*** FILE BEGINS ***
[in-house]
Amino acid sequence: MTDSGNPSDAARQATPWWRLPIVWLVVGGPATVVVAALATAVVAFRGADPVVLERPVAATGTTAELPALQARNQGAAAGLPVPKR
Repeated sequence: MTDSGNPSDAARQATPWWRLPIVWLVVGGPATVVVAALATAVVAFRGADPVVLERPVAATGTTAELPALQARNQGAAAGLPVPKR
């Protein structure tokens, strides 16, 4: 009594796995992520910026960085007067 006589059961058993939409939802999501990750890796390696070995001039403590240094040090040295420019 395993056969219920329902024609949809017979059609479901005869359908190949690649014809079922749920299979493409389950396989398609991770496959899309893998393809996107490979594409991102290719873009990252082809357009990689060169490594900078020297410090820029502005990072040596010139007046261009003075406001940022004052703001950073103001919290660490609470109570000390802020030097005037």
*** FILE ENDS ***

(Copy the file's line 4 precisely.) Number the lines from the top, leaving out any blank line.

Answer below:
């Protein structure tokens, strides 16, 4: 009594796995992520910026960085007067 006589059961058993939409939802999501990750890796390696070995001039403590240094040090040295420019 395993056969219920329902024609949809017979059609479901005869359908190949690649014809079922749920299979493409389950396989398609991770496959899309893998393809996107490979594409991102290719873009990252082809357009990689060169490594900078020297410090820029502005990072040596010139007046261009003075406001940022004052703001950073103001919290660490609470109570000390802020030097005037």